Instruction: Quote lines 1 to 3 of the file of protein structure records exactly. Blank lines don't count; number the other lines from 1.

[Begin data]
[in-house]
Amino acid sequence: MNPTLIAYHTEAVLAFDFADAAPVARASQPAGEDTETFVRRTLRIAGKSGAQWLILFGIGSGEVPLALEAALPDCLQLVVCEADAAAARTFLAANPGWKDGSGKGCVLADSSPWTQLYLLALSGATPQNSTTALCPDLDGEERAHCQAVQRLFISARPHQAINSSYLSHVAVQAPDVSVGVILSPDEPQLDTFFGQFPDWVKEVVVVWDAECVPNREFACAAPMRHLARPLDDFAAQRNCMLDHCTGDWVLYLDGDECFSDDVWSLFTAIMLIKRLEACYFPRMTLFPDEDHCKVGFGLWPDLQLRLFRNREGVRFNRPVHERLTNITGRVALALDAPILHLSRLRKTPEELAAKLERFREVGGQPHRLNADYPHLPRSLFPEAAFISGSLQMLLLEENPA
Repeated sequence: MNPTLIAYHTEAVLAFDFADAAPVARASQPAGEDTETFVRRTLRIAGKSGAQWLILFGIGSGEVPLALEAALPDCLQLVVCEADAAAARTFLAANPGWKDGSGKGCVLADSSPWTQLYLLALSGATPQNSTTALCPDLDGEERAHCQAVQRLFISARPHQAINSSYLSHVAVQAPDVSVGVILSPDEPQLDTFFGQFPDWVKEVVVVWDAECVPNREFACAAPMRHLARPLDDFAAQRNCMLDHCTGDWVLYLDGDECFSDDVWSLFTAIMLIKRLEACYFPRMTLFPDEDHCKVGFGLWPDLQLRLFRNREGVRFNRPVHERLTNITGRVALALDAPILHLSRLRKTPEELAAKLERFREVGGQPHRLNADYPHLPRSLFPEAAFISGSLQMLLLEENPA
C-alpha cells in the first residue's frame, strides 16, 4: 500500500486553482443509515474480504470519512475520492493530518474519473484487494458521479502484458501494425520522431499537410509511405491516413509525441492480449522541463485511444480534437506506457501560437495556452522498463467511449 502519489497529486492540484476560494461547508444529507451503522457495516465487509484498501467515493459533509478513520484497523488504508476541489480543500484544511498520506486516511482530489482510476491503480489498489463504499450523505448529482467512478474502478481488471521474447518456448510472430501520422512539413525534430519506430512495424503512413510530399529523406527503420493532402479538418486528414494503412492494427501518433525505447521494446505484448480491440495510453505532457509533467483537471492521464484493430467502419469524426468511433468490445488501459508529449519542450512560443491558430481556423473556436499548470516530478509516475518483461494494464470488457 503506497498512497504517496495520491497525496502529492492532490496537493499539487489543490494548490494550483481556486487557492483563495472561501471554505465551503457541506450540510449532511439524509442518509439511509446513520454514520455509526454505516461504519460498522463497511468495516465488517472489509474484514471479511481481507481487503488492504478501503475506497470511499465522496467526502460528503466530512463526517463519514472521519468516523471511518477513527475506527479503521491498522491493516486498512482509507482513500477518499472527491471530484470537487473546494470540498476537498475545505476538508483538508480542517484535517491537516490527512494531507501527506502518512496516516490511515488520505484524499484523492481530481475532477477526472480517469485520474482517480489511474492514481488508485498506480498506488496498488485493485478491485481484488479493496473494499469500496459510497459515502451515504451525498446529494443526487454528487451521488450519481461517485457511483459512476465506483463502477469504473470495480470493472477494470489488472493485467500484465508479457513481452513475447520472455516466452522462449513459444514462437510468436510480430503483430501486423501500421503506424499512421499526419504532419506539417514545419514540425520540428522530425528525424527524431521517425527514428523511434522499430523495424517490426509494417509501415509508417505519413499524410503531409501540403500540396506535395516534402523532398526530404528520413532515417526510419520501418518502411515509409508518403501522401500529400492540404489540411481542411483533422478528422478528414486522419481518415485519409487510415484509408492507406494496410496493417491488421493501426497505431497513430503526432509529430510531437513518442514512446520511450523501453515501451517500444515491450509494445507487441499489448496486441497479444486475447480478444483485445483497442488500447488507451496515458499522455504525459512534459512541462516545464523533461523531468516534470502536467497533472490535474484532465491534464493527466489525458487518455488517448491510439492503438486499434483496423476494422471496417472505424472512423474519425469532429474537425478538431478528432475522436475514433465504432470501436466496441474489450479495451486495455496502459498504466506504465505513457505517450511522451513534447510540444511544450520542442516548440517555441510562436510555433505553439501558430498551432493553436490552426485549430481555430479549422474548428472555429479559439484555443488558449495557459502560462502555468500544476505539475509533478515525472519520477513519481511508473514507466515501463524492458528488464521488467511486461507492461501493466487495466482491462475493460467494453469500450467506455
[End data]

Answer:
[in-house]
Amino acid sequence: MNPTLIAYHTEAVLAFDFADAAPVARASQPAGEDTETFVRRTLRIAGKSGAQWLILFGIGSGEVPLALEAALPDCLQLVVCEADAAAARTFLAANPGWKDGSGKGCVLADSSPWTQLYLLALSGATPQNSTTALCPDLDGEERAHCQAVQRLFISARPHQAINSSYLSHVAVQAPDVSVGVILSPDEPQLDTFFGQFPDWVKEVVVVWDAECVPNREFACAAPMRHLARPLDDFAAQRNCMLDHCTGDWVLYLDGDECFSDDVWSLFTAIMLIKRLEACYFPRMTLFPDEDHCKVGFGLWPDLQLRLFRNREGVRFNRPVHERLTNITGRVALALDAPILHLSRLRKTPEELAAKLERFREVGGQPHRLNADYPHLPRSLFPEAAFISGSLQMLLLEENPA
Repeated sequence: MNPTLIAYHTEAVLAFDFADAAPVARASQPAGEDTETFVRRTLRIAGKSGAQWLILFGIGSGEVPLALEAALPDCLQLVVCEADAAAARTFLAANPGWKDGSGKGCVLADSSPWTQLYLLALSGATPQNSTTALCPDLDGEERAHCQAVQRLFISARPHQAINSSYLSHVAVQAPDVSVGVILSPDEPQLDTFFGQFPDWVKEVVVVWDAECVPNREFACAAPMRHLARPLDDFAAQRNCMLDHCTGDWVLYLDGDECFSDDVWSLFTAIMLIKRLEACYFPRMTLFPDEDHCKVGFGLWPDLQLRLFRNREGVRFNRPVHERLTNITGRVALALDAPILHLSRLRKTPEELAAKLERFREVGGQPHRLNADYPHLPRSLFPEAAFISGSLQMLLLEENPA